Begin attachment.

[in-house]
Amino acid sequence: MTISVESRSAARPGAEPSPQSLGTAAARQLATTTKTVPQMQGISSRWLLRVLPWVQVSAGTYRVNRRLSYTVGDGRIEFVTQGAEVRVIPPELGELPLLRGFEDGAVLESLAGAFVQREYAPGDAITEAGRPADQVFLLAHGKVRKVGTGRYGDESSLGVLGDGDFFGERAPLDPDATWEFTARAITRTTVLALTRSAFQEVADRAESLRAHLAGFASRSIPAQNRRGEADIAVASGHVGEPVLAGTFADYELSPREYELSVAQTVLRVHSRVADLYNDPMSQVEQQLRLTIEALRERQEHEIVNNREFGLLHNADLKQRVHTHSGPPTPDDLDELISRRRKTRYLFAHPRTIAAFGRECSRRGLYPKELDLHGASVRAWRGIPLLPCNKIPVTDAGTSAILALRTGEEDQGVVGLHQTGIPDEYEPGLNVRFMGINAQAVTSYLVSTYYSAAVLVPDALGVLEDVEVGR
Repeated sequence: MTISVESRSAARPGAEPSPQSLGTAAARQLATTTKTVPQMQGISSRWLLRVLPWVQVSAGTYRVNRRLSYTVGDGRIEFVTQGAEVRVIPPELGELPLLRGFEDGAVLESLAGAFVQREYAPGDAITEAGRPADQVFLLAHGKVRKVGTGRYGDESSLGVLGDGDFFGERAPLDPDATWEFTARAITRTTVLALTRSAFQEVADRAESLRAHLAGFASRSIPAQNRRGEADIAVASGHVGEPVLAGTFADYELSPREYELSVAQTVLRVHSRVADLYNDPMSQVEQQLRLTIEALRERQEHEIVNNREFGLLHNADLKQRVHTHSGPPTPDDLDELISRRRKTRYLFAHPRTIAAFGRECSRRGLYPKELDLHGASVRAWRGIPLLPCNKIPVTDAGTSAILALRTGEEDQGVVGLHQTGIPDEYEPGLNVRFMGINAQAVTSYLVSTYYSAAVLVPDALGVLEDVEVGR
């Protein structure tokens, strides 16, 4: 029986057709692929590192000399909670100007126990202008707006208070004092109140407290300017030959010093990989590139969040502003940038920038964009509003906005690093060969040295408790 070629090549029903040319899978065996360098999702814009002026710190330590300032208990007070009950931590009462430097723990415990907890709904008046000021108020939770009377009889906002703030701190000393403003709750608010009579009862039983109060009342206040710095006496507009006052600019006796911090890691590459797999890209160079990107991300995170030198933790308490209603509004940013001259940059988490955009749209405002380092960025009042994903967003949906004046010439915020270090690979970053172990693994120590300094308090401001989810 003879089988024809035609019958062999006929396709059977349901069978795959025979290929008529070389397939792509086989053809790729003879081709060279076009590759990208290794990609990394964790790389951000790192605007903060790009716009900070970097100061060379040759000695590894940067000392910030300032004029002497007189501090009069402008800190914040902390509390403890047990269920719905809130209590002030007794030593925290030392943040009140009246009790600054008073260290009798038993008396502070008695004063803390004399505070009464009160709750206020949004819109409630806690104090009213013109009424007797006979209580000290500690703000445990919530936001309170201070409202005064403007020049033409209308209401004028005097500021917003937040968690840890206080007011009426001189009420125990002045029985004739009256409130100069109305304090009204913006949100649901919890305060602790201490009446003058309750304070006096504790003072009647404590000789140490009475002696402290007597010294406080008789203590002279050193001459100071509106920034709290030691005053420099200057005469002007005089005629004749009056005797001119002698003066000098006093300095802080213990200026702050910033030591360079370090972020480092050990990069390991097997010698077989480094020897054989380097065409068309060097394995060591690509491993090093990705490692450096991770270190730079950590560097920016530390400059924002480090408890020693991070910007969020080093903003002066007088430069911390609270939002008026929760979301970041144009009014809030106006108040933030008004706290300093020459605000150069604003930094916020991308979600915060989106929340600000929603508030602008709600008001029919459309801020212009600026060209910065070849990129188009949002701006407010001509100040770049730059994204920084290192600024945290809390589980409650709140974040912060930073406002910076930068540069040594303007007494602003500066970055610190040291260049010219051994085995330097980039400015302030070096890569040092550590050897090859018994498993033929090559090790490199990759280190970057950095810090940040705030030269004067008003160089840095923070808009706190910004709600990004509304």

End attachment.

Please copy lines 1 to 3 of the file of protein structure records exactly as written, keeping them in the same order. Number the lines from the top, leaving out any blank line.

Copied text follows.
[in-house]
Amino acid sequence: MTISVESRSAARPGAEPSPQSLGTAAARQLATTTKTVPQMQGISSRWLLRVLPWVQVSAGTYRVNRRLSYTVGDGRIEFVTQGAEVRVIPPELGELPLLRGFEDGAVLESLAGAFVQREYAPGDAITEAGRPADQVFLLAHGKVRKVGTGRYGDESSLGVLGDGDFFGERAPLDPDATWEFTARAITRTTVLALTRSAFQEVADRAESLRAHLAGFASRSIPAQNRRGEADIAVASGHVGEPVLAGTFADYELSPREYELSVAQTVLRVHSRVADLYNDPMSQVEQQLRLTIEALRERQEHEIVNNREFGLLHNADLKQRVHTHSGPPTPDDLDELISRRRKTRYLFAHPRTIAAFGRECSRRGLYPKELDLHGASVRAWRGIPLLPCNKIPVTDAGTSAILALRTGEEDQGVVGLHQTGIPDEYEPGLNVRFMGINAQAVTSYLVSTYYSAAVLVPDALGVLEDVEVGR
Repeated sequence: MTISVESRSAARPGAEPSPQSLGTAAARQLATTTKTVPQMQGISSRWLLRVLPWVQVSAGTYRVNRRLSYTVGDGRIEFVTQGAEVRVIPPELGELPLLRGFEDGAVLESLAGAFVQREYAPGDAITEAGRPADQVFLLAHGKVRKVGTGRYGDESSLGVLGDGDFFGERAPLDPDATWEFTARAITRTTVLALTRSAFQEVADRAESLRAHLAGFASRSIPAQNRRGEADIAVASGHVGEPVLAGTFADYELSPREYELSVAQTVLRVHSRVADLYNDPMSQVEQQLRLTIEALRERQEHEIVNNREFGLLHNADLKQRVHTHSGPPTPDDLDELISRRRKTRYLFAHPRTIAAFGRECSRRGLYPKELDLHGASVRAWRGIPLLPCNKIPVTDAGTSAILALRTGEEDQGVVGLHQTGIPDEYEPGLNVRFMGINAQAVTSYLVSTYYSAAVLVPDALGVLEDVEVGR